by Doy Moyer
Faith is reasonable because trust, which is the heart of biblical faith, is reasonable. Faith does not require that every question be resolved before it can proceed, for that would not be considered trust.
A child does not wait for parents to answer every question about difficult matters before trusting them. The child simply trusts that parents know what they are doing, and the child takes comfort in that. Yet how much greater is the wisdom, knowledge, and understanding of God? We act like we cannot show faith unless God first answers every difficulty to our satisfaction. This is not faith. It is, instead, an attempt to bring all of reality under our own finite reason, and that is itself unreasonable.
This does not mean that faith is naive or without evidence to back it up. Yet there is only so far we will go in understanding overarching reality and having the knowledge and wisdom to discern all matters of ultimate concern. If we cannot be humble enough to admit our own frailties, limitations of knowledge, and need for greater wisdom than we can offer, then our hubris will have destroyed us. Sometimes I fear it already has.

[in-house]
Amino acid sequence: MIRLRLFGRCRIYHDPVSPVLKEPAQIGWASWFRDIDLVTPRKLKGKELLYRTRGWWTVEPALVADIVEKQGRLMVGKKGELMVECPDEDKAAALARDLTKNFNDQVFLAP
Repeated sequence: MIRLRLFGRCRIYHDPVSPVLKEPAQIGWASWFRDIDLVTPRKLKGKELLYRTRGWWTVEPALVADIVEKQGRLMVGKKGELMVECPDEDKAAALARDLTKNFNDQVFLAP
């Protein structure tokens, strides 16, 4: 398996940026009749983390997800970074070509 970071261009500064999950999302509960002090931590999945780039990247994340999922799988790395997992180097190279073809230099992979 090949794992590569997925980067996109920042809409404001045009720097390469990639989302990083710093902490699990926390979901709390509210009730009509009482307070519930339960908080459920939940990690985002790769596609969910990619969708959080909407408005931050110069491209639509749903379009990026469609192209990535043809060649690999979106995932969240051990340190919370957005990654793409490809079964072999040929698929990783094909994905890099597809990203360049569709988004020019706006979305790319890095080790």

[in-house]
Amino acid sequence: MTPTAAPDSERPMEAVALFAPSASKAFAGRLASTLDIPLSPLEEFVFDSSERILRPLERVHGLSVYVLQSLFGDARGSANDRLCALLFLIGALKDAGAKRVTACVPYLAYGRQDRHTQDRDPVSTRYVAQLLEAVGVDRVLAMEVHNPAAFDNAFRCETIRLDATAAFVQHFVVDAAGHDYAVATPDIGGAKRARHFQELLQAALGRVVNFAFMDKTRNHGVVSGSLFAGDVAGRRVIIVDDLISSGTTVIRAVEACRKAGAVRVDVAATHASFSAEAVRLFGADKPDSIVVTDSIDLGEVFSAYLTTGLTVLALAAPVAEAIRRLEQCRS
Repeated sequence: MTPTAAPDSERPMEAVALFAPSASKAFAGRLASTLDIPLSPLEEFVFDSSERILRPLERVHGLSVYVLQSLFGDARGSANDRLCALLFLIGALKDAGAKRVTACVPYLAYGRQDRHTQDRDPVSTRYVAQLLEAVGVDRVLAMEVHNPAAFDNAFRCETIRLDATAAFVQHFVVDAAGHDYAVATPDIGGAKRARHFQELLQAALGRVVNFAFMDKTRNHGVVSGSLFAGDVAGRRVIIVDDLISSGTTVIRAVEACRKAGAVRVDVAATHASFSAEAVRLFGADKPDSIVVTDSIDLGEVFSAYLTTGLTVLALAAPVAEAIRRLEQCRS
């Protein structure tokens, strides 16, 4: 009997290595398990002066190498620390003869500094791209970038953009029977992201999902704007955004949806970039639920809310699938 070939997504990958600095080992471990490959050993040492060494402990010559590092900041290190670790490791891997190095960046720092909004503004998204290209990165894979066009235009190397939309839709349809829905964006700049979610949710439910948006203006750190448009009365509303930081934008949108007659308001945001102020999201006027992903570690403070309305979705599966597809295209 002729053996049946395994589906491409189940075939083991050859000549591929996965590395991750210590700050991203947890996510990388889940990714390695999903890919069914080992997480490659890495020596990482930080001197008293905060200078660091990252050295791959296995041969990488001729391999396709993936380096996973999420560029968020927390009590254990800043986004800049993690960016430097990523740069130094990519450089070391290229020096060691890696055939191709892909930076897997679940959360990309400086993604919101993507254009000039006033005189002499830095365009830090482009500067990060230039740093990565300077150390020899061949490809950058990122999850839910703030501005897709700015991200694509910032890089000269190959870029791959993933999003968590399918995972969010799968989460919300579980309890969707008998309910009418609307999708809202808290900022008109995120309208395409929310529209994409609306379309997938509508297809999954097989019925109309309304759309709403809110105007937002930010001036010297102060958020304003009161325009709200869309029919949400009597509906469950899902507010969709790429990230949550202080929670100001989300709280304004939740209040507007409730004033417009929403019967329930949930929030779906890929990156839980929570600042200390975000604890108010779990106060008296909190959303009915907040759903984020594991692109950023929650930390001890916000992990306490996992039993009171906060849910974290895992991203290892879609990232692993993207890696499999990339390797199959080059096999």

We all trust something or someone to provide a greater perspective on reality, moral authority, and wisdom. Choosing self or other people with the same limitations is self-defeating and unsustainable.
Even more self-defeating is relying on an ultimate nothing, for then we are trusting mindless, purposeless, accidental processes to give us a solid grounding for our own ability to think and reason. Yet how can that be considered reasonable? And what about denying that we have faith at all? That is unrealistic at best and dishonest at worst. We all place our trust in something.
In what, or in whom, do you place your trust? That’s where your faith rests. Is it reasonable? That depends on whether what or whom you trust is truly in the position for which such trust is warranted.
"Some trust in chariots and some in horses,
but we trust in the name of the LORD our God.
They collapse and fall,
but we rise and stand upright" (Psalms 20:7).